One of the biggest mysteries of global warming is the interaction between clouds and aerosols. It’s also the topic that Paolo Laj, recently appointed professor of atmosphere research and aerosol physics at the University of Helsinki, has studied since the late 1980s.
It’s understood that the small aerosol particles in the air influence the clouds, but the ways in which these processes link to global warming remain partially unknown.
Humans also have an impact.
“Approximately a half of the aerosols in the atmosphere are produced by humans. Based on our research we can say that these aerosols interact with the clouds. But we are not sure how these things influence the big picture,” says Laj.
Aerosols are also a controversial topic. As most of the impurities in the air are light in colour, they reflect sunlight away from the atmosphere and actually cool it down.
“Here we have to decide what we want. Is it more important to have our air be as clean as possible, or to reflect light away from the planet?” asks Laj.
“The air in cities is much cleaner today than it was, say, 30 years ago, in Europe. In many other part of the world, air quality is still deteriorating”
Aerosols have a global impact on climate change. Consequently, aerosol research requires long series of observations from different parts of the world. Aerosols typically have short lifetime and are sensitive to changes in the weather. This means that individual observations can easily be relegated to very local variation.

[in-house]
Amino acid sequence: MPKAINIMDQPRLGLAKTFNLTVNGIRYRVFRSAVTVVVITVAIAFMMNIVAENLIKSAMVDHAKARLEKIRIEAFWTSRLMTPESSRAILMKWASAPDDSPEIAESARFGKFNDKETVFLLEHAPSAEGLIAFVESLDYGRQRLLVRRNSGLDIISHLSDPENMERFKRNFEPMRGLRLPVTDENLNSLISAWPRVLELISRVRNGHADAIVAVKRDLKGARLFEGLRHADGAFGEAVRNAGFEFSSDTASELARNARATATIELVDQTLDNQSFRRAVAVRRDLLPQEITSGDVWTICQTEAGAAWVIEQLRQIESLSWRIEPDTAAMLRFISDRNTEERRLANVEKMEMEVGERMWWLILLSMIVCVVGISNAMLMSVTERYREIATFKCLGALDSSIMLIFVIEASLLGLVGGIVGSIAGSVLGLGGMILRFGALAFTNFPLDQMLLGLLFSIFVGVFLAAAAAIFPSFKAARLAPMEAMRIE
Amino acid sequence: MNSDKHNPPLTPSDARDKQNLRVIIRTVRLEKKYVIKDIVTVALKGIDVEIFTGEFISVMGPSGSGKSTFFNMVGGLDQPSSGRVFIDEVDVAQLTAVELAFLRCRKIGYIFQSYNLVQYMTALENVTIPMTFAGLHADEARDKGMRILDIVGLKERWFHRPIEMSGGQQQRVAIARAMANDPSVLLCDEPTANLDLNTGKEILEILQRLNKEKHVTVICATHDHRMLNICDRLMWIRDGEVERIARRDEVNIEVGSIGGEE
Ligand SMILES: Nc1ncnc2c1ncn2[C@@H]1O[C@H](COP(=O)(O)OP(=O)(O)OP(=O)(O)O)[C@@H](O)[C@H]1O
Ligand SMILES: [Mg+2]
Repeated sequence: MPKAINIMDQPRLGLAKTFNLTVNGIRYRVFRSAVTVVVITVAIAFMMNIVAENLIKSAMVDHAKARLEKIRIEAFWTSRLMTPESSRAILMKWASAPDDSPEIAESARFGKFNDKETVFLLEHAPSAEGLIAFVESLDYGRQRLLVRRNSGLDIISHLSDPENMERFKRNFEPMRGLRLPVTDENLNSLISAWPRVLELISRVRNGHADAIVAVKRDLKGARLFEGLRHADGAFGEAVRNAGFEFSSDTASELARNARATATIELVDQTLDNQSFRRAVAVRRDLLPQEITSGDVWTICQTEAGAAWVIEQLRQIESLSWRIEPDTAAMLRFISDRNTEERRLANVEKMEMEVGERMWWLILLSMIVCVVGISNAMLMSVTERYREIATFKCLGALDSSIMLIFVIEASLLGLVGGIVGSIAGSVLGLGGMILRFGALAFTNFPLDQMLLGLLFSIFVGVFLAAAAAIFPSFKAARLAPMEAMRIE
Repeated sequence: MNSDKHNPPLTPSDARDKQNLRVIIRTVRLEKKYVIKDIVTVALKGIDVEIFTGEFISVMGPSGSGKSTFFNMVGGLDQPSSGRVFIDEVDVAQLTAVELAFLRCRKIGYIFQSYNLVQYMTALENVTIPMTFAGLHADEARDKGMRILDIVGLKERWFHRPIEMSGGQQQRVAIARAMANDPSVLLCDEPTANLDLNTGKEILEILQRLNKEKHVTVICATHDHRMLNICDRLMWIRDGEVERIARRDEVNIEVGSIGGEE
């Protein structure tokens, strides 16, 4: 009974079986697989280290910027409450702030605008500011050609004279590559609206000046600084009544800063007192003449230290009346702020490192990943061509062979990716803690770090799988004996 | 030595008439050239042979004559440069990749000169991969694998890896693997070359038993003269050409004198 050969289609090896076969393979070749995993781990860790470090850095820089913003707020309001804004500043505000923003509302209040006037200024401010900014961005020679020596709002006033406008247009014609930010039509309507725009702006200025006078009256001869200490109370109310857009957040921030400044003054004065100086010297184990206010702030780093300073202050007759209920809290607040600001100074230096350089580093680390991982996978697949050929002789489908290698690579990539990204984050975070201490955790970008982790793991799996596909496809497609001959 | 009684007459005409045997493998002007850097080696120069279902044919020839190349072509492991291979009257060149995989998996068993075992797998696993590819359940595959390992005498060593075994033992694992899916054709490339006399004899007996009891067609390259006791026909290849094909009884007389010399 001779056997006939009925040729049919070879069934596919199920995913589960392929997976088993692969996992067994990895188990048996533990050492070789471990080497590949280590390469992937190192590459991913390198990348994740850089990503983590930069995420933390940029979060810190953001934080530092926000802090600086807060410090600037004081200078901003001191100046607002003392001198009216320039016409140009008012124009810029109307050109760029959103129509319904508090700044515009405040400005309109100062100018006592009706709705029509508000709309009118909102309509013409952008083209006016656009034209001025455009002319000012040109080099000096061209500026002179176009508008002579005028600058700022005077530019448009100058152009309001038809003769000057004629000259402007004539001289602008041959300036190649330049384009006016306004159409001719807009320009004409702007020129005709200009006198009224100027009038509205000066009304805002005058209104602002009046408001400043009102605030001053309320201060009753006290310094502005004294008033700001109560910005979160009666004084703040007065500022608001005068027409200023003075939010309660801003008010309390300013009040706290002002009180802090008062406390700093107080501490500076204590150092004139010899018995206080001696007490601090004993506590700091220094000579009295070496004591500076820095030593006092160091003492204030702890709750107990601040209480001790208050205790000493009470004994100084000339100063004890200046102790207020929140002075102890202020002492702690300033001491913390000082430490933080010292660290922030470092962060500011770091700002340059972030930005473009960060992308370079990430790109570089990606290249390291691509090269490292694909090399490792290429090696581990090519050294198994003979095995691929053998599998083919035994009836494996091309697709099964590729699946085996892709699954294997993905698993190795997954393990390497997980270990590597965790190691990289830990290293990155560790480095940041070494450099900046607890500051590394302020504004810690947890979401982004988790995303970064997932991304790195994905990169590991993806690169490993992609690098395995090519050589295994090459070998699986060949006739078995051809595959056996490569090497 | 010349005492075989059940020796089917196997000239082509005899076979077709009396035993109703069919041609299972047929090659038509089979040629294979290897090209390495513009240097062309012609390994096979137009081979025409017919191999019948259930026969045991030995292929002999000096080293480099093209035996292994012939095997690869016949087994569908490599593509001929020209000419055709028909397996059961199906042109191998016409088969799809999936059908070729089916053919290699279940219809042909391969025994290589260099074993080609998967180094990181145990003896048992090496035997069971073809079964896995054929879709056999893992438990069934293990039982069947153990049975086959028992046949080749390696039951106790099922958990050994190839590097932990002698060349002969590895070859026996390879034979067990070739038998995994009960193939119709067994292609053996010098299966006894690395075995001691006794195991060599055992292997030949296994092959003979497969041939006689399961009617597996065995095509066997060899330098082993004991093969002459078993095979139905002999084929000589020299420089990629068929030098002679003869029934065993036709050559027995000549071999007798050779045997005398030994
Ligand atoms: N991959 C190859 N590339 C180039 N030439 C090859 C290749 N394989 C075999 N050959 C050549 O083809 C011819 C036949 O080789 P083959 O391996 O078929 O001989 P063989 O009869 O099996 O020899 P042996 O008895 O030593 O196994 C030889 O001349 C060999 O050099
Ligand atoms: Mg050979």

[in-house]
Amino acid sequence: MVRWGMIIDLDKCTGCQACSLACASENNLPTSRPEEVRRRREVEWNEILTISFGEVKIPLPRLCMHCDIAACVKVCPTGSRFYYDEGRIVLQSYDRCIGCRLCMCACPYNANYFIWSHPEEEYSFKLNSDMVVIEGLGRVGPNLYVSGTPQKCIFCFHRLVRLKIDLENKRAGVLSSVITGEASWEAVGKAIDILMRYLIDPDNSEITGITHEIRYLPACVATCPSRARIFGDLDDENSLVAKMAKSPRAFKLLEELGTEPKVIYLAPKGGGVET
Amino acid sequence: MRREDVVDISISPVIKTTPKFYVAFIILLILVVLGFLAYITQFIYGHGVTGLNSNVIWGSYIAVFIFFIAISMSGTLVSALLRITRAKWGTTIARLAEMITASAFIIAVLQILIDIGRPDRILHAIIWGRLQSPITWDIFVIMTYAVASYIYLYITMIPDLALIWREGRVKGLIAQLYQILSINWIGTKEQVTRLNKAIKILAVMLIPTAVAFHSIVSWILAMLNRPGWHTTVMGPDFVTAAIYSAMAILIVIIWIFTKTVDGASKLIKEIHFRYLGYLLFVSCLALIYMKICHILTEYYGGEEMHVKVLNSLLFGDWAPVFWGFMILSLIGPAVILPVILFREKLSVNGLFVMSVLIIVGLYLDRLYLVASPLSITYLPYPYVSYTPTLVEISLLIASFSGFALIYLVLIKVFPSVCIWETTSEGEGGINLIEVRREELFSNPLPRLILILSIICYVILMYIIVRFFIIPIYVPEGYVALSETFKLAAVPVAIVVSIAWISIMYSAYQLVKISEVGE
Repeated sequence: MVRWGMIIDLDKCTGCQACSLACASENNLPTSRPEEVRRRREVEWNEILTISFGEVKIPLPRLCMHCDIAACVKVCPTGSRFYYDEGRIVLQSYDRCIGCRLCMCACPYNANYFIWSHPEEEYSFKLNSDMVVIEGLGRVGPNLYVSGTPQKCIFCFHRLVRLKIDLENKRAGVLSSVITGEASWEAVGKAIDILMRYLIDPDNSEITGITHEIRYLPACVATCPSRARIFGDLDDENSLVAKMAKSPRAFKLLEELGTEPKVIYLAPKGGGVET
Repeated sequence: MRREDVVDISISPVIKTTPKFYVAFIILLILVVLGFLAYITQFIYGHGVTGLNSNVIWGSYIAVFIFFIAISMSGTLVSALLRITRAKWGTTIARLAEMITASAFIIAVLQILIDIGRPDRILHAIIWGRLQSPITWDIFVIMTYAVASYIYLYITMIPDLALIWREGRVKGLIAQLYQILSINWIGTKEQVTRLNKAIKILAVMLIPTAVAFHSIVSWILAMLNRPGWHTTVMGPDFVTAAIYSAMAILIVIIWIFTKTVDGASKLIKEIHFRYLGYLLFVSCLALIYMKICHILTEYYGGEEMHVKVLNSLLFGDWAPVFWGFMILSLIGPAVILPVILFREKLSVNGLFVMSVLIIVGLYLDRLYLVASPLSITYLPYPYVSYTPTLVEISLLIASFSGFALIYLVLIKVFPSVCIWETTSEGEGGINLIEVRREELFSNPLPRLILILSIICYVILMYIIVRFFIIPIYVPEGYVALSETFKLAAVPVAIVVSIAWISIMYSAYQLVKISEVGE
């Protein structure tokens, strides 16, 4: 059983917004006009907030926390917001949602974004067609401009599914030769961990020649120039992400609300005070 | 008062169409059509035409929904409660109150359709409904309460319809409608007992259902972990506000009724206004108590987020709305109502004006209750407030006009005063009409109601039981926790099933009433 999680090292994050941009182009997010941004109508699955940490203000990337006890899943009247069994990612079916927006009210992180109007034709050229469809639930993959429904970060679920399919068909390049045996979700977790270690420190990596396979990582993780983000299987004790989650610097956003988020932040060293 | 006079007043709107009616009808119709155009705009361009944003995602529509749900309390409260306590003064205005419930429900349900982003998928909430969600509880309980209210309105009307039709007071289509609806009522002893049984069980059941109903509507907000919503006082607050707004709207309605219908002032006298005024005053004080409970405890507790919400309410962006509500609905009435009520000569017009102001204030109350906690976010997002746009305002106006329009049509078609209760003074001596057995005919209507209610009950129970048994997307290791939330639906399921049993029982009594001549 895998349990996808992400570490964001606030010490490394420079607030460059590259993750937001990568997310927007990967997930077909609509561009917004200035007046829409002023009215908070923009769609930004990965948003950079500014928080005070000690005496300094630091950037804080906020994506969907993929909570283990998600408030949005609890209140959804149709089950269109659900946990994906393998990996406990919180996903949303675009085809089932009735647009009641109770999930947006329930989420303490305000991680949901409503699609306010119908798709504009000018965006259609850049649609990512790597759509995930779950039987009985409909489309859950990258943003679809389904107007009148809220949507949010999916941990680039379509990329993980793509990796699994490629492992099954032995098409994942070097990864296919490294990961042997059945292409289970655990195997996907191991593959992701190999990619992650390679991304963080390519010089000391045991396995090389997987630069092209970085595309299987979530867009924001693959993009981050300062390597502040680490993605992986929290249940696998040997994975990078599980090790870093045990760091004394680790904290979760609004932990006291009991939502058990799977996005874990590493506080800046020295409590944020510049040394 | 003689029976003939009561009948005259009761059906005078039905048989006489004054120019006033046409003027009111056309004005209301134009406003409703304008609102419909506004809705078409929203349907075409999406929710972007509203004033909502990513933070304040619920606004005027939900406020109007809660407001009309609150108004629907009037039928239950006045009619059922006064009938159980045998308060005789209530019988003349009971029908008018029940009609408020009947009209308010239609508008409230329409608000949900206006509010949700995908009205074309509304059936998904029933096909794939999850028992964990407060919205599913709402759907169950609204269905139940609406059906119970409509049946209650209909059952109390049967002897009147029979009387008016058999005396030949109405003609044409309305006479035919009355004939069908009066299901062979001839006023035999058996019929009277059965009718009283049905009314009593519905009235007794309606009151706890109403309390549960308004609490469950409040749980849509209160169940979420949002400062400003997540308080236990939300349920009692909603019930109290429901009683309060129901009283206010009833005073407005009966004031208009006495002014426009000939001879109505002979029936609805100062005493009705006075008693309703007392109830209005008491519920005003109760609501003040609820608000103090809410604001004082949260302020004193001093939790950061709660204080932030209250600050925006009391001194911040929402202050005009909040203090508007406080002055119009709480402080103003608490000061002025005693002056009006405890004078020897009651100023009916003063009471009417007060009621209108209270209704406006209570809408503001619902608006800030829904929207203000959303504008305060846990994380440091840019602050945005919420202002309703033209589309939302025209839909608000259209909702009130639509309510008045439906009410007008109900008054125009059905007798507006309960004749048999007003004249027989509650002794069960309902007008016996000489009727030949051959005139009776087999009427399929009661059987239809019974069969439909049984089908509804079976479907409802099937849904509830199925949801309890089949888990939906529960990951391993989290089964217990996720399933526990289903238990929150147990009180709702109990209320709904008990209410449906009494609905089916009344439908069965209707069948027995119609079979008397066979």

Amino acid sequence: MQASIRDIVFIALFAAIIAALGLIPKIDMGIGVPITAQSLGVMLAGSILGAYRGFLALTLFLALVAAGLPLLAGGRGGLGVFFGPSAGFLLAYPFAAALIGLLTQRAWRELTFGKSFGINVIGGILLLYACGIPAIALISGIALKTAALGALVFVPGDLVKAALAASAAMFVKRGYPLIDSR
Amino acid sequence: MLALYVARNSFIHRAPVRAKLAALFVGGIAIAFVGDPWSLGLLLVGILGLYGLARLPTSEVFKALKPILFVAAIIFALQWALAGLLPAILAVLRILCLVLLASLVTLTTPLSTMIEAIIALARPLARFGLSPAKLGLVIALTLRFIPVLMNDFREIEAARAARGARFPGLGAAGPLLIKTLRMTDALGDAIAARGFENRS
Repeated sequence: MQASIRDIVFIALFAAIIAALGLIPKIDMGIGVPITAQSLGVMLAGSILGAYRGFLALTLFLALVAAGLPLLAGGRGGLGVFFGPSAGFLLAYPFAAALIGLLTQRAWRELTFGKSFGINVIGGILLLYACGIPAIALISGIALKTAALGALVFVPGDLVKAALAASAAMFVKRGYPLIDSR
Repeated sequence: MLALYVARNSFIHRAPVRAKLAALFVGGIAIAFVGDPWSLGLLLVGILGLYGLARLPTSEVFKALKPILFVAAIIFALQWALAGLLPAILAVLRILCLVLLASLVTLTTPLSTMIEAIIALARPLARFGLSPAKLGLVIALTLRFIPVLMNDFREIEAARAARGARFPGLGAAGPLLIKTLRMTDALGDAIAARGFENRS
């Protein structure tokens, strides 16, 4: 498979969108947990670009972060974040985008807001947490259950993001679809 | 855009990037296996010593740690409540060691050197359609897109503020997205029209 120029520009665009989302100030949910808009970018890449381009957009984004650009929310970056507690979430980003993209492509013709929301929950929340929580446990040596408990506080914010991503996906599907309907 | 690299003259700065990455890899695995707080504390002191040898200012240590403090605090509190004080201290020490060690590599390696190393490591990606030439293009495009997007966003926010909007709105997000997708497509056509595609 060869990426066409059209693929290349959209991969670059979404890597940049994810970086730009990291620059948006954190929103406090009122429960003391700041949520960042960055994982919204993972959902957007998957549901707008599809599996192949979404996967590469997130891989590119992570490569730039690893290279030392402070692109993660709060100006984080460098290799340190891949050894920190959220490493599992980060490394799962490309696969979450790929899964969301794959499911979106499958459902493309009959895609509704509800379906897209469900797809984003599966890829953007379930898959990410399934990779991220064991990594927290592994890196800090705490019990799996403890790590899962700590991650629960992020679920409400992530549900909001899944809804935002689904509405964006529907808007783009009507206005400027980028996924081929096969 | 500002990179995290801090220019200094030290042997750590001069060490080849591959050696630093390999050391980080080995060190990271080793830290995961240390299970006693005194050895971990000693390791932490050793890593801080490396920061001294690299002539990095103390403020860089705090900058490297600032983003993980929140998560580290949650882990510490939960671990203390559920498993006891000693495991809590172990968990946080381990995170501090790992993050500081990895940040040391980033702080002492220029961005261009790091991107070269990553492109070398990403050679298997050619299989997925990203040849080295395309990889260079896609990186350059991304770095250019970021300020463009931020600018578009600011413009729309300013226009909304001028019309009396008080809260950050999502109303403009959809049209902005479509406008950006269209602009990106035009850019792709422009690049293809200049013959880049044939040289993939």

For the past 15 years, Laj has been contributing to create a global network for measuring aerosols and changes in the atmosphere using identical methods around the world, and for sharing the results openly.
This is why he came to Helsinki. Laj is a professor at the University of Grenoble, France, but also holds a part-time professorship at the University of Helsinki’s Division of Atmospheric Sciences, which coordinates the European observation data for the network.
Most of his own research is conducted in Bolivia, where he helped establish a research station high in the mountains.
“The station in Bolivia at more than 5 km in the Andes offers an interesting perspective on climate change. Located at an elevation of 3.6 kilometres, the city of La Paz has rapidly grown to a size of two million inhabitants. The station helps us monitor how this growth influences the aerosols and carbon in the mountain air.”
And what is the carbon footprint of the professor himself, working as he does in three different countries?
“It is too big. The same is true for almost all climate researchers. It’s unfortunate, but our work is international by nature. I could not do my job without travelling,” says Laj.